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What is the average day in the life of a dermatologist?

I am a sophomore in high school still trying to figure out what sort of career path to take. I like to take care of others, enjoy all types of science, and enjoy drawing. Dermatology is a career choice I am interested in because I care very much about my skin and my overall well-being and also enjoy helping others. medicine career science doctor hospital-and-health-care dermatologist skin

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Rachel’s Answer

Most dermatologists work 9 am-5 pm in clinic. They see patients with a wide variety of skin lesions from benign rashes to skin cancer.
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Joseph’s Answer

Hi Kaitlyn,

My wife is a student doctor and looked into dermatology as a potential specialty. A dermatologist will spend most of their time seeing patients with skin issues. You'd listen to their concerns, give them a diagnosis, and then provide a treatment or solution. Examples of patient concerns you'd hear: "This rash won't go away and it's spreading." "My acne came back and it's worse than ever." "My primary care doctor told me to see a dermatologist about this mole. Is it cancerous?" Dermatology makes for an amazing career because its extremely lucrative while also offering a great work-life balance.

You can easily work 3-4 days a week, working 9-5 or less, take multiple extended vacations a year on top of that and still pull in $350,000. No one is gonna die if you wait to look at their rash until next week! :) If you practiced in a big city in California and saw a lot of patients you could make over $500,000 a year and still go on vacation semi-frequently. However, this makes it desirable for med students so it's a very competitive specialty. You need to get great grades, great test results, and have great interview skills. You can do it if you put your mind to it! Another thing to keep in mind is that you'll be seeing a lot of the same stuff over and over again. So if you need variety it might not be for you.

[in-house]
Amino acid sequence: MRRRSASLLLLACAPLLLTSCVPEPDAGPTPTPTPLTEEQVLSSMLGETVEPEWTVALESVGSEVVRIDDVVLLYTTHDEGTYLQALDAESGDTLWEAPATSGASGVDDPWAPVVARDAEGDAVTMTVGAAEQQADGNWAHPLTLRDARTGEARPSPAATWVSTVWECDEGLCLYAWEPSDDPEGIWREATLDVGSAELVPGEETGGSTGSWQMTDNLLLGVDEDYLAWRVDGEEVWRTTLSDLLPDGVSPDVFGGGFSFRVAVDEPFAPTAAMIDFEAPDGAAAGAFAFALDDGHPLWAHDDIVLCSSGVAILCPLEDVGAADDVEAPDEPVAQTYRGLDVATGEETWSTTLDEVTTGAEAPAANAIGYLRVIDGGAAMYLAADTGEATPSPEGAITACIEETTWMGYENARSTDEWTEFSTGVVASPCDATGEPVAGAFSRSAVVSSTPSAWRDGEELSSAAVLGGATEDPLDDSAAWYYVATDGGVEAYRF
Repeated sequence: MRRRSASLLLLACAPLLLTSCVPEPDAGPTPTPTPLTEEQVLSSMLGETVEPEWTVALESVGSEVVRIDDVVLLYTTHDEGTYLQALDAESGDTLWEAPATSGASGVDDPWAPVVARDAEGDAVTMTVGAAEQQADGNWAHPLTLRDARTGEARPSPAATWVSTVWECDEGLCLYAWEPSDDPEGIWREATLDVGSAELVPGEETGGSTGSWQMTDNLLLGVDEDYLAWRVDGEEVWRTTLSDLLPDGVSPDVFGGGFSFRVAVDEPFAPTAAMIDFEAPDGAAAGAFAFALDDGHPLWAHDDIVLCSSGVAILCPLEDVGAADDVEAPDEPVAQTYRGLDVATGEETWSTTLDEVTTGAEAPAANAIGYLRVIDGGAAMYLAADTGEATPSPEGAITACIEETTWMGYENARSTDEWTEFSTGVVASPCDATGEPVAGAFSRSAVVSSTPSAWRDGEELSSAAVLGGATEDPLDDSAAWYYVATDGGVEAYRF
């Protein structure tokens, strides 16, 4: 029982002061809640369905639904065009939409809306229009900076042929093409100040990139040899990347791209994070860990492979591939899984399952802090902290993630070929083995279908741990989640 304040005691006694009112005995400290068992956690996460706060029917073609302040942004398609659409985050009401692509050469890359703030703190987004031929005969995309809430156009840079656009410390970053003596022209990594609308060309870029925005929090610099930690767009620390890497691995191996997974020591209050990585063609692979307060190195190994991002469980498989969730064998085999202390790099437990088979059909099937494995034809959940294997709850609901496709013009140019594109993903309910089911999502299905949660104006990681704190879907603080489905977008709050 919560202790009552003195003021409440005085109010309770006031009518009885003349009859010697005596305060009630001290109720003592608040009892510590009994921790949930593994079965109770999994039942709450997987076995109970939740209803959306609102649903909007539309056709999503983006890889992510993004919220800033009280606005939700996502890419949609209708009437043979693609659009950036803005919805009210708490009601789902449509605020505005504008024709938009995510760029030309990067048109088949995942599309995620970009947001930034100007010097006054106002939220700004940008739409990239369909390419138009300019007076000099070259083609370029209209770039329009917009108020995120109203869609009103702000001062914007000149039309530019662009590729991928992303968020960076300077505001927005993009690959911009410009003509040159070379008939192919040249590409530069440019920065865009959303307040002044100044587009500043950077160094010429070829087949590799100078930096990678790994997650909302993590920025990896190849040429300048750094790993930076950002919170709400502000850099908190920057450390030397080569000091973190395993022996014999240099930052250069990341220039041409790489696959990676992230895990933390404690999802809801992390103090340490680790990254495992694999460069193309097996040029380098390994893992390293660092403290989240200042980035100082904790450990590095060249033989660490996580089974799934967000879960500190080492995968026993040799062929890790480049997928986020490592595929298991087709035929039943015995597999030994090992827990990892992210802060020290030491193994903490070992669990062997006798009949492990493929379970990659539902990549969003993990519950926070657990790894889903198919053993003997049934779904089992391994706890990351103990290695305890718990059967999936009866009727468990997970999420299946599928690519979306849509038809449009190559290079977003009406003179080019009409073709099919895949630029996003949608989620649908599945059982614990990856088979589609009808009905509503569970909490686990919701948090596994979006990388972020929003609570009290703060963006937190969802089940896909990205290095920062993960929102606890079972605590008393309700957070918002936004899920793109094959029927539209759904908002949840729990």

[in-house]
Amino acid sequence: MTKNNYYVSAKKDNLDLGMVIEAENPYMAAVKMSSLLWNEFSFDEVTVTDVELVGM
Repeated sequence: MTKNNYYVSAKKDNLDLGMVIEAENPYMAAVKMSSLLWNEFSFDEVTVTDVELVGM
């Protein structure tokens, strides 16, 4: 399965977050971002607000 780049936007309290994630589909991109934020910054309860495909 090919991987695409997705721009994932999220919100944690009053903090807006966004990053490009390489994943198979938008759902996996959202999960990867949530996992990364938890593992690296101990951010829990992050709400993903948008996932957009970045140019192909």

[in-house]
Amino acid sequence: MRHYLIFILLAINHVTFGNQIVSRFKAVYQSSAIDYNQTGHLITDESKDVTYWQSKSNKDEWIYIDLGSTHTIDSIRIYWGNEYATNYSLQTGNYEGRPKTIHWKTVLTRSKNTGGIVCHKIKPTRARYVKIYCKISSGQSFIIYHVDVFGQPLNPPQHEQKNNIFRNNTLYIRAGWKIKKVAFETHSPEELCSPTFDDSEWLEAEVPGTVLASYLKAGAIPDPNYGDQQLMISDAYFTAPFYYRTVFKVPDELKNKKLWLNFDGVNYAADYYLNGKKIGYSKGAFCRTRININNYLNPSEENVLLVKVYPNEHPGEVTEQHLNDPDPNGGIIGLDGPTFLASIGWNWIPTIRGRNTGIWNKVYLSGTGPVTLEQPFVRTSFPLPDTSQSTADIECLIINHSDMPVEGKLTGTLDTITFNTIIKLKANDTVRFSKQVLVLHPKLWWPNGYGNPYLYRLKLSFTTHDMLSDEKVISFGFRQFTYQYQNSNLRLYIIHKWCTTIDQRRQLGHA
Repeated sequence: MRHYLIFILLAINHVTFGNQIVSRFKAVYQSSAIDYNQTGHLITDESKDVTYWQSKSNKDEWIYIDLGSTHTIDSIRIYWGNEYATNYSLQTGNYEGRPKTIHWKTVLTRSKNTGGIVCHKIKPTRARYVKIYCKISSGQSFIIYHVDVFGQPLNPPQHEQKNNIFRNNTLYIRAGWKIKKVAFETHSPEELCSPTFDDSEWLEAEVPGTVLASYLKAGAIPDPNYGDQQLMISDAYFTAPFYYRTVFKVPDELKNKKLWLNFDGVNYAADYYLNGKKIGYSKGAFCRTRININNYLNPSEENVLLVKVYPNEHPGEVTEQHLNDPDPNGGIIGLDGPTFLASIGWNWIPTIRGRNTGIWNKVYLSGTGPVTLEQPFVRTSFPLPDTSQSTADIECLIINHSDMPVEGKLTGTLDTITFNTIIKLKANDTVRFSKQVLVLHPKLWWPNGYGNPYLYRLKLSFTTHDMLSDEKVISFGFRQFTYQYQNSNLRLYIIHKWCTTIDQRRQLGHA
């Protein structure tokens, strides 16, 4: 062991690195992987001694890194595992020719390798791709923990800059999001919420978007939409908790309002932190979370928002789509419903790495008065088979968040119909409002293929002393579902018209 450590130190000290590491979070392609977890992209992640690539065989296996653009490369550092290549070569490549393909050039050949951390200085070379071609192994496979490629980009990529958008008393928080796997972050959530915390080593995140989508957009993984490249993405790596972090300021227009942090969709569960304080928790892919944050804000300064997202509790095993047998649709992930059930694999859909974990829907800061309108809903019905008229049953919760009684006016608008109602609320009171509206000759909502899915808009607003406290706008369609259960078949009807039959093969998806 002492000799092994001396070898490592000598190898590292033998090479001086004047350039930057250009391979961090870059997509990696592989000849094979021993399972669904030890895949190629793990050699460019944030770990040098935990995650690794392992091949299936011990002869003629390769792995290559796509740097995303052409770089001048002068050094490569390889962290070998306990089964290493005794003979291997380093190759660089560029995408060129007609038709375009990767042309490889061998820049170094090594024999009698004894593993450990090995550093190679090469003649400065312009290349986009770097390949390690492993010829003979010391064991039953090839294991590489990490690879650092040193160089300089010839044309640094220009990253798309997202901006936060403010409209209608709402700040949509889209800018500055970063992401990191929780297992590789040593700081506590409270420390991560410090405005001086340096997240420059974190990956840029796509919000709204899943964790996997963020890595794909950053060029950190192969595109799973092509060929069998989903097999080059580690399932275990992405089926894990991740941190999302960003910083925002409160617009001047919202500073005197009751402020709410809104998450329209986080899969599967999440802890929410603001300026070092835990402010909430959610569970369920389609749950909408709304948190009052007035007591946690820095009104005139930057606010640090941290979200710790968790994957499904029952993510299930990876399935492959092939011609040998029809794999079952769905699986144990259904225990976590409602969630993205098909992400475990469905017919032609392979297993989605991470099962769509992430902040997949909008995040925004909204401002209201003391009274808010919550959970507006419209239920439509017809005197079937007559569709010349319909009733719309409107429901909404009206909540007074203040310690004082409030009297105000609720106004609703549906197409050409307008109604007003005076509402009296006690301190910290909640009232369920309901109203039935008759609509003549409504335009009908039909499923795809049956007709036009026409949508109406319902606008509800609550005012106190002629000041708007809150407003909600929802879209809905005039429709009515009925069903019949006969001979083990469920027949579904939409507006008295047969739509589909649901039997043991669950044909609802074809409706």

If you want a really detailed day in the life, a typical day would look like this: you arrive at your clinic and check in with your front office worker who would tell you how many patient visits you have scheduled today. You'd be in the back of the clinic while your first patient was in the examination room with a nurse. Your nurse would get all of the basic stuff out of the way for you. Medical history, pulse, the patient's primary concern, how long they've been experiencing it, etc. Then the nurse would come back to you and tell you the important bits of what they just learned. "Stacy has a rash on her arm that's been there for two weeks and hasn't responded to over the counter cream. She doesn't have a prior history of this and no one in her family has had it that she knows of." Then you come in and ask them about their concern. "So I hear you got a rash on your arm two weeks ago that won't go away?" Your patient will re-explain their concern and you'll give your diagnosis. "You said you just moved here. Well what you have is called hives and its due to the stress of moving to a new place and taking on a ton of responsibility at your new job. It's fairly common and responds well to antihistamines. I'll write you a prescription. Do yourself a favor and take some time to relax to reduce your stress!" Then you talk to another nurse about what their patient has and do the same thing. Next patient, same routine, until your day is done. There are other things you'd do but your bread and butter would be seeing patients with rashes and telling them what to do.

Hope that helps! Let me know if you have any follow-up questions.

Joseph recommends the following next steps:

Study for the MCAT
Apply to medical schools
Get good grades in medical school
Do well on your Boards exams
Match into a dermatology specialty
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Patrick’s Answer

Dermatologist is a specialist, so they often set their own hours (if they have their own practice). There is also the option to work for a hospital or medical system which might require a less traditional working schedule, including weekends and holidays. The VA would be another choice. Like any physician, you would most likely work more hours in the beginning of your career including on-call shifts.